One thing I kind of learned [about creativity] is that so much of the creative process is just about showing up. There’s some things, some realms of thought and levels of brain waves activity, or whatever, that you’re never going to get to being constantly distracted. And you’re never going to get to unless you’ve been plugging away on something, and it’s hour 7, and you want to quit music. And then something happens. -Annie Clark from St Vincent.
Check it out, Kyle printed a ukelele on his 3d printer.
Yes, it actually works. It’s a pretty cool little instrument. Sometime I’ll take a video of him playing it and put it up. In the meantime, here’s some pictures.
The ukelele printed out.
We added tuning pegs on the side that we bought from the music store.
Kyle stringing the ukelele.
Did you know that The Sound of Music turned 50 years old this year? I recently re-watched it for my Mental Floss article 14 Things You Might Not Know About ‘The Sound of Music’. Now I really want to go to Austria.
Want to learn about the white blackberry, the spineless cactus, or the trifoliate orange? Consider taking a trip to the Luther Burbank Experiment Farm, which I wrote about for Via Magazine.
When I was a kid, Vivien Leigh was one of my heroes. My admiration was re-awakened by this recent Mental Floss article Fiddle-dee-dee! 18 Facts About Vivien Leigh. She was a fascinating lady.
I looked down at my hand while I was line editing and had to chuckle. I look like I’ve had an injury, but in fact the three band-aids I have on are to protect my fingers from writing calluses. Who says editing a book isn’t physically taxing?
I took a little trip to Yosemite on Friday. Ususally the park is a little annoying to go to, simply because it’s (rightfully) one of the most visited places in the United States. But the mixture of going on a Friday, in February, with unusually warm weather, meant a different experience. The park was gorgeous, uncrowded, and peaceful.
We saw a coyote–pictured below–and a bobcat, which strolled right in front of us, as casual as could be. It was my son’s first trip to Yosemite, and he was taken with the big rocks, and the fact that they had cracks in them. He’s two.
Obligatory Half Dome picture.
You can’t take a bad picture in this park.
Bridal Veil Falls.
My son, investigating a crack in a boulder.
I recently watched A Charlie Brown Valentine (1975), a gripping tale of one person’s descent into madness. In it, Charlie Brown is fixated on the Little Red-Haired Girl, who he relentlessly stalks and fantasizes about, growing increasingly despondent and obsessed as the movie progresses.
A Charlie Brown Valentine does a brilliant job of depicting how through the lens of mental pathology, a pleasant emotional state like love can be turned inward and gnawed upon, leading to a hollow carnival of the soul. Here are examples of the progression of Charlie Brown’s breakdown.
1. Extreme Self-Loathing.
On the surface, Charlie Brown’s self-flagellation at being too cowardly to defend the Little Red-Haired Girl from a bully may seem within the realm of normalcy, but note how long it goes on, as well as its severity. Charlie Brown is so overcome with self-hatred that he literally crumples over, gripping his stomach. One gets the sense that we’re glimpsing the cruel internal dialogue that runs constantly through his mind. Some fine animation here.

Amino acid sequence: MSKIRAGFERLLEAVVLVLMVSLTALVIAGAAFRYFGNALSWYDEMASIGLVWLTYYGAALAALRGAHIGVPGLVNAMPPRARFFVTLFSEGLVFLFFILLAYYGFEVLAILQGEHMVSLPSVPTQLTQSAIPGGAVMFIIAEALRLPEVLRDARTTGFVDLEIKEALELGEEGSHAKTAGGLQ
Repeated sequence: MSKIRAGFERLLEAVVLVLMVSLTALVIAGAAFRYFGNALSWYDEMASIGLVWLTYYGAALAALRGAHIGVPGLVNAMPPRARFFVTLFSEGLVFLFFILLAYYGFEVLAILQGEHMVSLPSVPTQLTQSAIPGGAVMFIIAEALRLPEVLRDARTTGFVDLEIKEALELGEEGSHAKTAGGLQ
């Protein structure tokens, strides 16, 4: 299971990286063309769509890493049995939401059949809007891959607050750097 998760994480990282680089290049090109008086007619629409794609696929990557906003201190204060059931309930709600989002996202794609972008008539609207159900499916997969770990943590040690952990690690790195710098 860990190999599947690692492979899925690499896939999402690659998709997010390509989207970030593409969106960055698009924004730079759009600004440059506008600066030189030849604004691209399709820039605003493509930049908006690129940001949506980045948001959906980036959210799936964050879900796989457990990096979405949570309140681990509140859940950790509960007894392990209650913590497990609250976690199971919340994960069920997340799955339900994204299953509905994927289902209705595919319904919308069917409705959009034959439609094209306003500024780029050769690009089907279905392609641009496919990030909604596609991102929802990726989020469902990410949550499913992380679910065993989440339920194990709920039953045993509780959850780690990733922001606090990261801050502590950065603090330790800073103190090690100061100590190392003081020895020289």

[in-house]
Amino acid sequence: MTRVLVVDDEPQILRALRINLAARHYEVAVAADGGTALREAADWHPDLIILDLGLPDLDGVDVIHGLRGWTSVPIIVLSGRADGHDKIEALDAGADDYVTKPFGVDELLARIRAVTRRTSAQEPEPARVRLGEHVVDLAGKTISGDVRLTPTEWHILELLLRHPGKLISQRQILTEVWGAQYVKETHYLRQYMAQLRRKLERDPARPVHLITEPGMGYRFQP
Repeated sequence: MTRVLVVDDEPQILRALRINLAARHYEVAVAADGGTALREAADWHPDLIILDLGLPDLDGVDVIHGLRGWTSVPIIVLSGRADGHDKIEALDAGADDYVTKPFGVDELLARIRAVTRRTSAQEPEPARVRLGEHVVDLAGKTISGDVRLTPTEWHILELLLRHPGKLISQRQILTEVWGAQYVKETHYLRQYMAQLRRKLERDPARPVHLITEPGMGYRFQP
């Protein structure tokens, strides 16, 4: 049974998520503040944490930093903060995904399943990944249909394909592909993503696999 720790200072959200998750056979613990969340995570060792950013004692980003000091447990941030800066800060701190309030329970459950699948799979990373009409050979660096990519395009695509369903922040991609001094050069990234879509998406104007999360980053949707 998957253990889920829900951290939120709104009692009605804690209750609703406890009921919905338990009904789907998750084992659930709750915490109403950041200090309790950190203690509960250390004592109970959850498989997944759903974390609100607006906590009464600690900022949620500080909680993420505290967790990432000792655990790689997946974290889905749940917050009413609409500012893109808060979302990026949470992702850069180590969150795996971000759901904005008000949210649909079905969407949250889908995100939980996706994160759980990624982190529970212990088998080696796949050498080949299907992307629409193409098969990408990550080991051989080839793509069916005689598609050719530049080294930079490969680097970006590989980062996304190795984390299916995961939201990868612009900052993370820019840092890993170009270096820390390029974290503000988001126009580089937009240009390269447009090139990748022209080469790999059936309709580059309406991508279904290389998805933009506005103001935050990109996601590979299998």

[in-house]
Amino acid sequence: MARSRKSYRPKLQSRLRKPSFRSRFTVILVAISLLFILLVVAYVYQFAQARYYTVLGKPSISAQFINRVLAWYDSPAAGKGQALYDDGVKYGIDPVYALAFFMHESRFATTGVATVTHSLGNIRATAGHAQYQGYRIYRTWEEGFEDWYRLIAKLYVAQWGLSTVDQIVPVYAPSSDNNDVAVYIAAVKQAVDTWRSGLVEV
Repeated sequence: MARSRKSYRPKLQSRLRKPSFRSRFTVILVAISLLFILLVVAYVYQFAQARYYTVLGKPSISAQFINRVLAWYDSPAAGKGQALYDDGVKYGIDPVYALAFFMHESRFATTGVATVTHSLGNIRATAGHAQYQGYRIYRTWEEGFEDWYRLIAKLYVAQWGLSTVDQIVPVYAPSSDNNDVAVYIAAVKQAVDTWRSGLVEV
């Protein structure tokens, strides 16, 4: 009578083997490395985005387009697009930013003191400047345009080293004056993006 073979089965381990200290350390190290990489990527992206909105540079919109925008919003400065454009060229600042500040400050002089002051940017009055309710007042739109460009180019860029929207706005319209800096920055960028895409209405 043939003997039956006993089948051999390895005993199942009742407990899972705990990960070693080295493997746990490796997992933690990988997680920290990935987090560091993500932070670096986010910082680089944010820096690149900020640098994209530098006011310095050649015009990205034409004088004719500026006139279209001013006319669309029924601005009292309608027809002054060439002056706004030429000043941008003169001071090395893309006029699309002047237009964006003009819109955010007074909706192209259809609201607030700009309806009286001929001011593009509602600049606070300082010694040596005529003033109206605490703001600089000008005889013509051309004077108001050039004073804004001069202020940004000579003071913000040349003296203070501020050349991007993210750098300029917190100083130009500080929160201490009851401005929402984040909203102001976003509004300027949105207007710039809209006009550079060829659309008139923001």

2. Magical Thinking.
In this scene, we get a chilling look at Charlie Brown’s disconnection from reality. He has gone to the store and purchased a box of candy. Now he stands behind a tree holding that candy out, believing that the Little Red-Haired Girl will come along and accept his gift. (Of course, the heart-shaped box also has great metaphorical power—he is offering her his heart.) Yet even as Charlie Brown is performing this bizarre behavior, some part of him knows these actions are not quite right, expressed in the moving line, “Love makes you do strange things.”
3. Suicidal Tendencies
This disturbing description of suicidal depression, and the failure of the psychiatric industry to treat that depression, speaks for itself.
4. Inappropriate Sexual Fantasies
Throughout the film, Charlie Brown describes his fantasy life surrounding the Little Red-Haired Girl—who, in a manner consistent with objectification, is never named. In this case, he imagines sexually assaulting her during class. But the film’s poignancy lies in Charlie Brown’s struggle to overcome, or at least limit as best he can, the expression of his untreated disease. Always, no matter how inappropriate his thoughts, he tells himself to stop–an act that in itself is a kind of bravery.
5. Hallucinations and Memory Loss
This clip is from the movie’s sequel, It’s Your First Kiss, Charlie Brown (1977), a continuation of Charlie Brown’s deterioration. Charlie Brown kisses the still-unnamed Little Red-Haired Girl, then descends into psychosis, hallucinating and blacking out the rest of the night. It is complete mental annihilation. His stunned expression at the end when he discovers the extent of his insanity hints at the need for medication, perhaps even hospitalization. Tragedy in its rawest form.
These remarkable films not only illustrate the extent that illness can control a life, they also humanize that life–ironically, indeed, as they are cartoons. A Charlie Brown Valentine and It’s Your First Kiss, Charlie Brown do important social works and are, in my opinion, some of the most overlooked gems of 1970s TV animated specials.
Happy Valentine’s Day.
I recently got my first gray hair. That may have had something to do with my most recent Mental Floss article: 10 Head-Scratching Facts About Gray Hair
Mrs. Dalloway by Virginia Woolf is one of my favorite books, so I was excited to write about it for Mental Floss. Check out 10 Interesting Facts About Mrs. Dalloway.